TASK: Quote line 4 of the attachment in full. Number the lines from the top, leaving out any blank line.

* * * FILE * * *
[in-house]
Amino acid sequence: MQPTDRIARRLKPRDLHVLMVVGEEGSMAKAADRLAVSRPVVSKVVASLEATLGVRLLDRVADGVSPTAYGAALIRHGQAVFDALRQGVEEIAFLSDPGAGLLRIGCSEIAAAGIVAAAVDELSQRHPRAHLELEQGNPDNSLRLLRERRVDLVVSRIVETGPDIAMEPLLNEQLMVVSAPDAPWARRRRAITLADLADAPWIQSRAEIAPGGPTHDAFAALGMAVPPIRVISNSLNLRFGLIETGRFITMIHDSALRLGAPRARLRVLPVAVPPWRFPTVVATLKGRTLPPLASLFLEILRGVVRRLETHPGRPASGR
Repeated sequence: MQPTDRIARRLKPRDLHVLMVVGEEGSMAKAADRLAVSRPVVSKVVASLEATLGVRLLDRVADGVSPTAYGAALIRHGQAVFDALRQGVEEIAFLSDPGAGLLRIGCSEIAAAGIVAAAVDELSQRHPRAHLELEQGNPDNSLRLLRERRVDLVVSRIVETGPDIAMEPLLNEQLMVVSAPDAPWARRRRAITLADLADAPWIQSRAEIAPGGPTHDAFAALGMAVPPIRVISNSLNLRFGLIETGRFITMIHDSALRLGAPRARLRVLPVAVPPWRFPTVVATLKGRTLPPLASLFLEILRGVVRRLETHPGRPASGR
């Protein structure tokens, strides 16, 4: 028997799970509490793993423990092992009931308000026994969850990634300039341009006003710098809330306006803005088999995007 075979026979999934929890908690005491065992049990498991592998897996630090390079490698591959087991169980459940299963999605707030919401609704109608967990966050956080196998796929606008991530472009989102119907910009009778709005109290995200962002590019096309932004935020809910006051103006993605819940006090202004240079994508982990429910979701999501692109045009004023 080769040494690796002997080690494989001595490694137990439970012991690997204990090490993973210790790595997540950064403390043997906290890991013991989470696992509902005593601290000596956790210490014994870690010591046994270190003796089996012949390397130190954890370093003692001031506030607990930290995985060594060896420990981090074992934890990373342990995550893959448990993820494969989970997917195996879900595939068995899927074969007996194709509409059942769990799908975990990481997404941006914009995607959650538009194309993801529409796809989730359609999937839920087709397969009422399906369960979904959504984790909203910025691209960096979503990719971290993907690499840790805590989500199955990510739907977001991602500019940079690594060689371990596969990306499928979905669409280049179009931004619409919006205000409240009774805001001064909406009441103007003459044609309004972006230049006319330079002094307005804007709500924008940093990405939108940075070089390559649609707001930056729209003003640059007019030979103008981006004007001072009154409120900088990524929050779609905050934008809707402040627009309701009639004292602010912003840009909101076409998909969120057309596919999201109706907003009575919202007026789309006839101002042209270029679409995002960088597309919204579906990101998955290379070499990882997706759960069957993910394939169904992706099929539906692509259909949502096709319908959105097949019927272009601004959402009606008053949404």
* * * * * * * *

């Protein structure tokens, strides 16, 4: 028997799970509490793993423990092992009931308000026994969850990634300039341009006003710098809330306006803005088999995007 075979026979999934929890908690005491065992049990498991592998897996630090390079490698591959087991169980459940299963999605707030919401609704109608967990966050956080196998796929606008991530472009989102119907910009009778709005109290995200962002590019096309932004935020809910006051103006993605819940006090202004240079994508982990429910979701999501692109045009004023 080769040494690796002997080690494989001595490694137990439970012991690997204990090490993973210790790595997540950064403390043997906290890991013991989470696992509902005593601290000596956790210490014994870690010591046994270190003796089996012949390397130190954890370093003692001031506030607990930290995985060594060896420990981090074992934890990373342990995550893959448990993820494969989970997917195996879900595939068995899927074969007996194709509409059942769990799908975990990481997404941006914009995607959650538009194309993801529409796809989730359609999937839920087709397969009422399906369960979904959504984790909203910025691209960096979503990719971290993907690499840790805590989500199955990510739907977001991602500019940079690594060689371990596969990306499928979905669409280049179009931004619409919006205000409240009774805001001064909406009441103007003459044609309004972006230049006319330079002094307005804007709500924008940093990405939108940075070089390559649609707001930056729209003003640059007019030979103008981006004007001072009154409120900088990524929050779609905050934008809707402040627009309701009639004292602010912003840009909101076409998909969120057309596919999201109706907003009575919202007026789309006839101002042209270029679409995002960088597309919204579906990101998955290379070499990882997706759960069957993910394939169904992706099929539906692509259909949502096709319908959105097949019927272009601004959402009606008053949404």